Joe, a 7-year-old boy, caught his foot in a trampoline at a birthday party. The next day, his father took him to urgent care where a physician diagnosed the child with a sprained ankle. When Joe’s pain persisted the following day, his mother took him to the emergency department (ED) of a local hospital.
In the ED, Joe was first seen by Nurse A, who gave the child a cursory evaluation. He was then evaluated by Physician Assistant 1 (PA1), who ordered radiographic examination. No fracture or dislocation was identified. Joe was diagnosed with a foot sprain and discharged.
The patient remained in pain and the following day his father took him back to the ED. At that time, he was seen by Nurse B, the triage nurse.
“Joey was restless and crying for most of the night,” the father told the nurse. “He also had a fever.”
Nurse B noted that Joe presented with foot pain and swelling, but she failed to assess the foot any further. She did not take the child’s blood pressure, but she did note that his heart rate was elevated at 160 beats per minute. He did not have a fever at that time.
Nurse A saw the child again on this visit but did not assess his leg. Joe was evaluated again by PA1, who applied a splint to the child’s leg and provided him with crutches. The patient was again discharged with a diagnosis of foot sprain.
That night, Joe could not sleep and was in a great deal of pain. His mother gave him an analgesic, which it did not provide any relief. At 3:00 AM, the parents took Joe back to the same ED for the third time. This time he was assessed by Nurse C, who completed a pain assessment and recorded Joe’s pain level (6 out of 10). She performed gastrointestinal, genitourinary, integumentary, neurologic, and respiratory assessments, but she did not note any skin or sensation assessment, or perform a pulse check on Joe’s lower leg.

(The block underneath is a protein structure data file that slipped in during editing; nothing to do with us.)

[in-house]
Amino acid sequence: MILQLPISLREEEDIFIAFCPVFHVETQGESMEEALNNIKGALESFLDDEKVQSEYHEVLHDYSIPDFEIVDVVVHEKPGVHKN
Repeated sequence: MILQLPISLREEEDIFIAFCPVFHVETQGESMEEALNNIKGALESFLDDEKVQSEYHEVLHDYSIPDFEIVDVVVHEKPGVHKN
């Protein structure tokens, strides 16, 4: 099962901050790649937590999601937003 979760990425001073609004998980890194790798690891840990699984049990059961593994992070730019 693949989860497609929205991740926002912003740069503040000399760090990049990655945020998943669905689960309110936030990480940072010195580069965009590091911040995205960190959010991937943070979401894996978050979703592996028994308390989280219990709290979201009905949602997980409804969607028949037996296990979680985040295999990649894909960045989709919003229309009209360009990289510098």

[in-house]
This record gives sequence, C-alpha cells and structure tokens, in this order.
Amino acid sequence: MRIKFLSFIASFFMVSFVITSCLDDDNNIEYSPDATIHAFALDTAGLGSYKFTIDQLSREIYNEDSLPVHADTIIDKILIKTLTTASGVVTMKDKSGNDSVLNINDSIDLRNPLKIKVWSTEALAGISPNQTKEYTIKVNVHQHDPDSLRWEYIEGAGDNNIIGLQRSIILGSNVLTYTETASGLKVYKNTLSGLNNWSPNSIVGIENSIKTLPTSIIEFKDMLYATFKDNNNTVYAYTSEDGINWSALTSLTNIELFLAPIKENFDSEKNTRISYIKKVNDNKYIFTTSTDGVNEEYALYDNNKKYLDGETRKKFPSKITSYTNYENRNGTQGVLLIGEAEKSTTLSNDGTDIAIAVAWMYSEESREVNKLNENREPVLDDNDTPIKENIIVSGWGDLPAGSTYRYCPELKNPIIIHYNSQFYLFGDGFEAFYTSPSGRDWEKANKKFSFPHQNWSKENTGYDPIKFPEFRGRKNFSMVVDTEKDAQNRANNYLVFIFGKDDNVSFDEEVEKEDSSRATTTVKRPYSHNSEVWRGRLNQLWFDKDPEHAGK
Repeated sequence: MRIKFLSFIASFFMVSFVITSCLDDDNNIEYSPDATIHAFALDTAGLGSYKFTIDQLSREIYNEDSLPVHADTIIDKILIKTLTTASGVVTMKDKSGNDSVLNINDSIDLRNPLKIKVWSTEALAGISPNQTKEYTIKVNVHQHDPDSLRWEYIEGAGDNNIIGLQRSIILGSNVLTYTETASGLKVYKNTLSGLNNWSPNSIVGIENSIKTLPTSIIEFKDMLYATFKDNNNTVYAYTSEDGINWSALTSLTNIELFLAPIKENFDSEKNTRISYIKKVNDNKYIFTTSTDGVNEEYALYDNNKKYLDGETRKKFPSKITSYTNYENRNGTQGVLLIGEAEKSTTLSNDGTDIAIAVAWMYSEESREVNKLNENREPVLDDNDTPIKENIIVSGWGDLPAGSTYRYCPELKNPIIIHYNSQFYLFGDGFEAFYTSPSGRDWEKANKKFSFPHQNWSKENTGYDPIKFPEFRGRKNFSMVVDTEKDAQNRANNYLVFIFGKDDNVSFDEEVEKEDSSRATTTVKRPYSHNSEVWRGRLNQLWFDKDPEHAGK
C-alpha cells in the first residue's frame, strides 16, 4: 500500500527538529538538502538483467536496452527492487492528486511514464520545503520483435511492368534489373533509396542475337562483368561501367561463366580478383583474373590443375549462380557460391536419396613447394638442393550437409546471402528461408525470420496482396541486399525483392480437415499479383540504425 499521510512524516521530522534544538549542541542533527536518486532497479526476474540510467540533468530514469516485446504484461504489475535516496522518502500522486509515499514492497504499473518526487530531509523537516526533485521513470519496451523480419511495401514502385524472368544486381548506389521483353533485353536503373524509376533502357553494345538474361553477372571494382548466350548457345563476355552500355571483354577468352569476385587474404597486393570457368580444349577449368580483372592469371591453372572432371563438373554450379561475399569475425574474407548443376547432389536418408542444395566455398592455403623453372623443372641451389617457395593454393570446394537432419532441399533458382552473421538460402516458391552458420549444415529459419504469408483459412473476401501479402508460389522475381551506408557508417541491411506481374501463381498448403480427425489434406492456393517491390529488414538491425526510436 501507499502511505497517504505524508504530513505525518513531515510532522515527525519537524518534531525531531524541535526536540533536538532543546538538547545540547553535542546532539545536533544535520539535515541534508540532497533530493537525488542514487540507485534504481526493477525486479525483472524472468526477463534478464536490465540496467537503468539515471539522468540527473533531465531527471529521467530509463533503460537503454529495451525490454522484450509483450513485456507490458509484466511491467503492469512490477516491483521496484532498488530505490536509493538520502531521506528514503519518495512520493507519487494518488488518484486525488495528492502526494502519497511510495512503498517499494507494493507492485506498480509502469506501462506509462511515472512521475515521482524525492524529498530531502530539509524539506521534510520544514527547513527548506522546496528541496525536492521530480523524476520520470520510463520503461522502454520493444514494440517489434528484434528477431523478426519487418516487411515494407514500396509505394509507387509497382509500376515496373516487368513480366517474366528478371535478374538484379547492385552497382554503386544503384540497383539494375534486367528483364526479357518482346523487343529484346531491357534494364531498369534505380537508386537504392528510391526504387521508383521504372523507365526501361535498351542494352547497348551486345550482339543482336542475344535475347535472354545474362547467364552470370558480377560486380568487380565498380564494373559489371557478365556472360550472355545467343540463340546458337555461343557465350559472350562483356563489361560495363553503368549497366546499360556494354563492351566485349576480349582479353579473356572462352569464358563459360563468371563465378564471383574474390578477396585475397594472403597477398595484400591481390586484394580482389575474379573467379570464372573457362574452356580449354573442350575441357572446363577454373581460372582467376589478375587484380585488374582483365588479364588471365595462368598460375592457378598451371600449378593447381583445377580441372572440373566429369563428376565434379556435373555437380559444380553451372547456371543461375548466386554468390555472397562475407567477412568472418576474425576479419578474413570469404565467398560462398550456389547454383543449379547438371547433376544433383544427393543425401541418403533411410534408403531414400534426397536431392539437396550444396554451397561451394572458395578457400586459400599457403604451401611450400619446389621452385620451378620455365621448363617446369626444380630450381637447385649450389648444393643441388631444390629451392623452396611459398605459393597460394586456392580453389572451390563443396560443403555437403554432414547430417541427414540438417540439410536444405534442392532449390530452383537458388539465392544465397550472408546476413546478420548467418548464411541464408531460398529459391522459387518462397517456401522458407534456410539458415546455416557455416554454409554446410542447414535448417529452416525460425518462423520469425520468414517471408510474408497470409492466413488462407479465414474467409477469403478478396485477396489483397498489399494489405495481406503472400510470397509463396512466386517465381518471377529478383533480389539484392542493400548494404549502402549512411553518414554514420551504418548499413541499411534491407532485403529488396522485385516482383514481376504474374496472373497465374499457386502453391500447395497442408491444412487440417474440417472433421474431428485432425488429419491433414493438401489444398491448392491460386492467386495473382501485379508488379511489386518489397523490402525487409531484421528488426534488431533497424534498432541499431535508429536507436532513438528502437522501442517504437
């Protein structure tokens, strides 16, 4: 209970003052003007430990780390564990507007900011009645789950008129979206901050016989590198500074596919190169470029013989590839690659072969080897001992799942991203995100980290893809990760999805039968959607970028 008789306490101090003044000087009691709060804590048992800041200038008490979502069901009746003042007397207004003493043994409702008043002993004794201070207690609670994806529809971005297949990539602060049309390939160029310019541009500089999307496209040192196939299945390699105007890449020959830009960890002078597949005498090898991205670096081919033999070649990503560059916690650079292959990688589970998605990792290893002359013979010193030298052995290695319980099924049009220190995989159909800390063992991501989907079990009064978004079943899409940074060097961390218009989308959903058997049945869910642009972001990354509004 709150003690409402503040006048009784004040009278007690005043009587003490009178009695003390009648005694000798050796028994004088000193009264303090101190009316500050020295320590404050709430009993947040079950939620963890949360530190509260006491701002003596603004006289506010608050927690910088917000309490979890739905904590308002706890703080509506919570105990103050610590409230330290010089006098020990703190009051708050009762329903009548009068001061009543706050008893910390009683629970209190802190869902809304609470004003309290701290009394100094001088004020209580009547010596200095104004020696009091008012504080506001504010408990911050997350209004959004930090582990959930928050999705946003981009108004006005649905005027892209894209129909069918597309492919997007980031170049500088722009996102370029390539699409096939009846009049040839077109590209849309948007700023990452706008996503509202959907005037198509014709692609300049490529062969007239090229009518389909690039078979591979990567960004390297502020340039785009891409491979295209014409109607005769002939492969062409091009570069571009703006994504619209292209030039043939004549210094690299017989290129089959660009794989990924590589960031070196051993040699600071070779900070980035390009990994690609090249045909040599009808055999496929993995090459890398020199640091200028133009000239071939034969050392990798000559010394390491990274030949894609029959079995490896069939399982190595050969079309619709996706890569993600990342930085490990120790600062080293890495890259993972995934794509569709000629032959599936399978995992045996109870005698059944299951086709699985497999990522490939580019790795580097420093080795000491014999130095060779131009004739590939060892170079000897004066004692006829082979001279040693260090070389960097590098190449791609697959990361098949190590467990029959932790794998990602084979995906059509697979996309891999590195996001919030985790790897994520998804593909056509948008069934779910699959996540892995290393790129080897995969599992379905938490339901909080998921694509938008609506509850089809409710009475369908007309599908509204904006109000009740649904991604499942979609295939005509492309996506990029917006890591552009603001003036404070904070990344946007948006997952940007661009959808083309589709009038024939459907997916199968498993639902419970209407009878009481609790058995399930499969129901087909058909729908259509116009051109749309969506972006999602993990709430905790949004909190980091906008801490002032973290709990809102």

A different physician assistant (PA2) evaluated Joe on this visit. While performing a physical examination, she noted tenderness of the left foot with mild swelling and ecchymosis of the lateral and medial aspects. She reapplied the splint and wrote a prescription for ibuprofen for pain, as needed. The child was discharged at approximately 6:00 AM with a diagnosis of foot sprain.
That same morning, Joe’s mother took him with her to work. In the bathroom, she saw that Joe’s leg had turned purple. She called his pediatrician who told her to take him immediately to a different hospital. Upon arrival Joe was noted to be pale, fussy, and uncomfortable. His left leg was cyanotic and cold to the touch. A Doppler ultrasound showed no pulses in his lower left leg, and ultrasound examination revealed deep vein thrombosis (DVT).
The child was diagnosed with compartment syndrome and taken into surgery for a fasciotomy. Following surgery, Joe developed septic shock and went into respiratory failure requiring ventilator support. This led to a lifesaving above-the-knee leg amputation.
His parents sought the advice of an attorney and sued the hospital, nurses, PAs, and the supervising physicians.